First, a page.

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The BBC & Penguins

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Paul Homewood, Not A Lot Of People Know That

First we had WWF asking for money under false pretences to save the Adelie penguins. Now it seems that the BBC have jumped on the bandwagon.

In their report on Cambridge scientist, Stacey Adlard’s work studying the penguins in Antarctica, they prominently show this chart:

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http://www.bbc.co.uk/news/uk-england-cambridgeshire-30192616

This totally ignores the fact that Adelies have actually been thriving in recent years, a fact which Stacey herself acknowledges. It was only in July that scientists discovered that their population had increased by 53% since 1993, reported in the paper “First global census of the Adélie Penguin”. In particular, the study discovered newly colonised locations, proving that the birds are perfectly able to move around as conditions alter.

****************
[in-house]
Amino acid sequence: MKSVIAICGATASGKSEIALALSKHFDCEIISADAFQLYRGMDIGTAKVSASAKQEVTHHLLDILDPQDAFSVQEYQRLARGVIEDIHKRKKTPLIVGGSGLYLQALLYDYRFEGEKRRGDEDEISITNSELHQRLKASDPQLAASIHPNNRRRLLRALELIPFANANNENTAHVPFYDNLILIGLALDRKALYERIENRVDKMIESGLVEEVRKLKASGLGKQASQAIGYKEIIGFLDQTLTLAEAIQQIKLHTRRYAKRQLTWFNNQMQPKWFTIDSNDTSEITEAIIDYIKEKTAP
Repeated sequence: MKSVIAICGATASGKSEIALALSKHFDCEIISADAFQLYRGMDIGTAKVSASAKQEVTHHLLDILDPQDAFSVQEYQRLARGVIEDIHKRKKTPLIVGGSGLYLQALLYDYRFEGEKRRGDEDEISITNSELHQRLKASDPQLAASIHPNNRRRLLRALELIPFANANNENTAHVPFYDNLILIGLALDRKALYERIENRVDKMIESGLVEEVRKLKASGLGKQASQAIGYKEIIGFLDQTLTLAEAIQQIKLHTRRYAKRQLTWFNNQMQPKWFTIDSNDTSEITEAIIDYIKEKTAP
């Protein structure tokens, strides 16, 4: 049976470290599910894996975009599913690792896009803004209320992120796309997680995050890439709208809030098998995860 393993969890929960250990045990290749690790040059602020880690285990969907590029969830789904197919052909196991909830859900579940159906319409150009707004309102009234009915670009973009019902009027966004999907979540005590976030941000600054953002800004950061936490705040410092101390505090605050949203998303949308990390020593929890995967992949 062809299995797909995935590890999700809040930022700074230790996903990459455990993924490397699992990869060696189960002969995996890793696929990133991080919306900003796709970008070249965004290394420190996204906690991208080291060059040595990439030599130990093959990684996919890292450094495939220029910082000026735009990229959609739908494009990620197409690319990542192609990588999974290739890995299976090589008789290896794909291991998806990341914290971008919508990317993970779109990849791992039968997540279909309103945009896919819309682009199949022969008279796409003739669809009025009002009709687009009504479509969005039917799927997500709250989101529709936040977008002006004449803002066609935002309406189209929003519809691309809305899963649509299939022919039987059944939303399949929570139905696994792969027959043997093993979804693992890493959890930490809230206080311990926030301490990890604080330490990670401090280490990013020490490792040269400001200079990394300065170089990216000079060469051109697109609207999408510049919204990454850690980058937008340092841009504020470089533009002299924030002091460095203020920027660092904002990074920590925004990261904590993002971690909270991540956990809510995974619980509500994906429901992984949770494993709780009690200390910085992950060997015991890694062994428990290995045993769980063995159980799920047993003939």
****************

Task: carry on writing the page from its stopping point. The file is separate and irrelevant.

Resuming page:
Factors affecting the Adelie population are many and complex, but the study found that population increases in East Antarctica more than offset declines on the Peninsula, suggesting that expanding sea ice in the former has been a factor.

It has also been identified that Adelies flourished during the 19th and 20thC, at a time when whales and seals, who are competitors for the krill they eat, were largely wiped out from the southern oceans. As these mammals gradually return, there will inevitable be pressures on the Adelie population, particularly in the warmer waters of the Peninsula.

The website, Birds News, offers many other interesting insights, but one is of particular relevance. According to scientist, Heather Lynch,

climate change may actually increase their populations, particularly in areas along the Ross Sea where we have glacial retreat that leaves them more space on which to breed”.

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